TheoAllen

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it's more the stigma surrounding games created in RPG Maker in the mind of the broader consumer base
If you mean "broader consumer base" as in people who buy games on Steam that already got tired of seeing RPGMaker tag (without even checking the game, they straight blocking the tag). Then one thing you need absolutely need to do is do your best to hide the fact that you are using this engine (avoiding getting tagged). From that onward, do your best to make a quality game (this is a whole different topic as each game requires different treatment on how to make it good).

Or, you can get your audience somewhere else in advance. For example, having a large following in social media (your friend, or from specific fandom you are trying to appeal to), or trying to get influencers (such as streamers) to play your game (with the assumption that your game is actually good, and only the stigma gets in the way). People who aren't regularly using Steam might use it just to buy your game and don't care if it is made in RPG Maker.

It's very telling that the successful RPG Maker games generally aren't identified by the consumer as being made in RPG Maker - things like Lisa and Omori
You're dropping a big title right here. You are aiming for a long shot and get viral. Nothing wrong with dreaming that big, but the fact that none of us here had an actual experience to actually do that, ultimately we can only speculate what went right and wrong by those big titles. Mostly our perspective focused on "it is using custom graphics and doesn't look like RTP". I believe there are several factors, but I don't want to sound like I know stuff.

But we can focus on the part of "it isn't identified as being made in RPG Maker". As someone who holds the stigma and avoids paying RPG maker games like a plague (except if I know I want something else from the game that I can let it go from the fact that it is RPG maker games, like adult factors, not that I bought em, but it is a legit reason to pay), here is my perspective I write in the Advice you don't agree with thread and my Twitter thread (which basically both are the same).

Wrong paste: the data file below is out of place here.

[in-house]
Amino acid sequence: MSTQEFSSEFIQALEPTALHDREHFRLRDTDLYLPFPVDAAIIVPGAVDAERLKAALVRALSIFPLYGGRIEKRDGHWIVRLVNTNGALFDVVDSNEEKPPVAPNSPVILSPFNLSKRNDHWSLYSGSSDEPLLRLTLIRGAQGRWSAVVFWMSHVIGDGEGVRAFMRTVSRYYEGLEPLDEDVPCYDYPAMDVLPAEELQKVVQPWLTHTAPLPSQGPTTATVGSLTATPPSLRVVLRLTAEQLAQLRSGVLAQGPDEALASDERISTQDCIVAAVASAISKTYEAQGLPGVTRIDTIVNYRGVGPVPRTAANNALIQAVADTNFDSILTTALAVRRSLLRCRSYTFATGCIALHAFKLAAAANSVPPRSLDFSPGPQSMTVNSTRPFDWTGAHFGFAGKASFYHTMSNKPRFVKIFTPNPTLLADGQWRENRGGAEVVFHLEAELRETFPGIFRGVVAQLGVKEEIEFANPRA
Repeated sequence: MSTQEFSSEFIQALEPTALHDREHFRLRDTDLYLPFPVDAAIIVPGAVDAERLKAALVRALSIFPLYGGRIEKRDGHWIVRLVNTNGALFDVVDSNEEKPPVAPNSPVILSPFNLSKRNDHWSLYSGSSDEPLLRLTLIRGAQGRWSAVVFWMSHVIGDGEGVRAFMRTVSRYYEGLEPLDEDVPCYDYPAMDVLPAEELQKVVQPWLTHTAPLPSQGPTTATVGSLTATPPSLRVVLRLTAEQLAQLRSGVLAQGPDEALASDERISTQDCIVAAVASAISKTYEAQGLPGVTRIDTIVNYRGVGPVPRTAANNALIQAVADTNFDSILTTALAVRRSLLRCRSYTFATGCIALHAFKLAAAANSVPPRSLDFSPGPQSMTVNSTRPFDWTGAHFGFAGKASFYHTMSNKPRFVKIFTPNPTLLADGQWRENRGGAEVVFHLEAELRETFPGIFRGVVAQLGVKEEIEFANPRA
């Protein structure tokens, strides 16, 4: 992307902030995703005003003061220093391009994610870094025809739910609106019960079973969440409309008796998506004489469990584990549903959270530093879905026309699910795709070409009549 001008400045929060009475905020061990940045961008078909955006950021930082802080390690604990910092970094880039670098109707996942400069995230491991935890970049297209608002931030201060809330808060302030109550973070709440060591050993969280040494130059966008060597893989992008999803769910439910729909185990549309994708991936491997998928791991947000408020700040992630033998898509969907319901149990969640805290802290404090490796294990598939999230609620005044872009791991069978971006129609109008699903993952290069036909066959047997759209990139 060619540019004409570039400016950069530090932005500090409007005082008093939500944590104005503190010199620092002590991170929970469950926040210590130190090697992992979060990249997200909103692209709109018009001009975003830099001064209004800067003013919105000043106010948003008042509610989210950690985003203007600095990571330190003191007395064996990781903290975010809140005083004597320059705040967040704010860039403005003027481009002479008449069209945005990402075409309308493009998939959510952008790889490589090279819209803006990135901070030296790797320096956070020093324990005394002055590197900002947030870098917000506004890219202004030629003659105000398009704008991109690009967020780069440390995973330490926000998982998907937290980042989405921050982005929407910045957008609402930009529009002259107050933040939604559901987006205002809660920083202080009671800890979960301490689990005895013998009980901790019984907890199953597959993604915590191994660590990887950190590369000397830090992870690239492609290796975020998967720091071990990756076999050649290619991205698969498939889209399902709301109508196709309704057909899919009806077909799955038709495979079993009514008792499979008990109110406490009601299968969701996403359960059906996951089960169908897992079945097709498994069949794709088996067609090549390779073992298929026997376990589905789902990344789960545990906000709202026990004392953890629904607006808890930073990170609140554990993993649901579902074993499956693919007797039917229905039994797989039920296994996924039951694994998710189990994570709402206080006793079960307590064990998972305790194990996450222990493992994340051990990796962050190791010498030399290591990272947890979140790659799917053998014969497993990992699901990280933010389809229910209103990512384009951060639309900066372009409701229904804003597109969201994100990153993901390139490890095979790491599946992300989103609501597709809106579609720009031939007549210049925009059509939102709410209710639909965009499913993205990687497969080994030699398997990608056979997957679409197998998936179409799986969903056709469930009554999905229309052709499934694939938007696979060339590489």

In short, RPG Maker games feel the same.
- If you press esc/X/back/right-click, you open a menu (why not skill menu/item menu)
- You have the main menu with the command in that exact order.
- You have the item menu with categories in that exact order.
- You have battles that played out the same as other RPG Maker games.
- And a lot of things that define RPG Maker games.

In short, RPG Maker shapes your game because of how something is built-in the engine, not the other way around. Other game engines, at least force you to make everything from scratch. This does not automatically make it a good game, but I personally would have more faith in people who is able to customize everything. Seeing a game that looks the same as other games just don't interest me.

EDIT: I pressed save before I finished typing ...

So what can you do?
I personally believe what you need to do is cater to the correct audience or seek them. Because improving the game quality (such as making custom graphics) and your skill as a game developer (such as learning how to code) is already an obvious answer.
 
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AphoticAmaranth

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A lot of RPG Maker games are criticised for repetitive or uninteresting combat.

Combat is repetitive and uninteresting if all you and the enemies are doing is spamming the same skill over and over again without thinking.

There are a few ways to fix this.

Give players reason to use different skills. The occasional buff or debuff can be a good way to break the monotony of spamming the same skills.

Make MP management important. One way you could do this is to set a low max MP while offering other ways to regain MP (normal attack, guard, etc.)

Make guard worth using. This can be done either by giving additional effects to guard, or giving enemies powerful telegraphed attacks.

Make enemies intelligent, or give them attack patterns. Whatever you do, please don't use the default AI with only attack.

In short... put effort into designing combats. And playtest a lot.

Also, if you're going to use RTP, editing it helps a lot. Especially with animations. Even if it's just a minor edit, like changing the hue/sound/pitch or removing the screen flashes on every skill, at least it ensures that you won't be using the exact same animation as all those stigmatised games.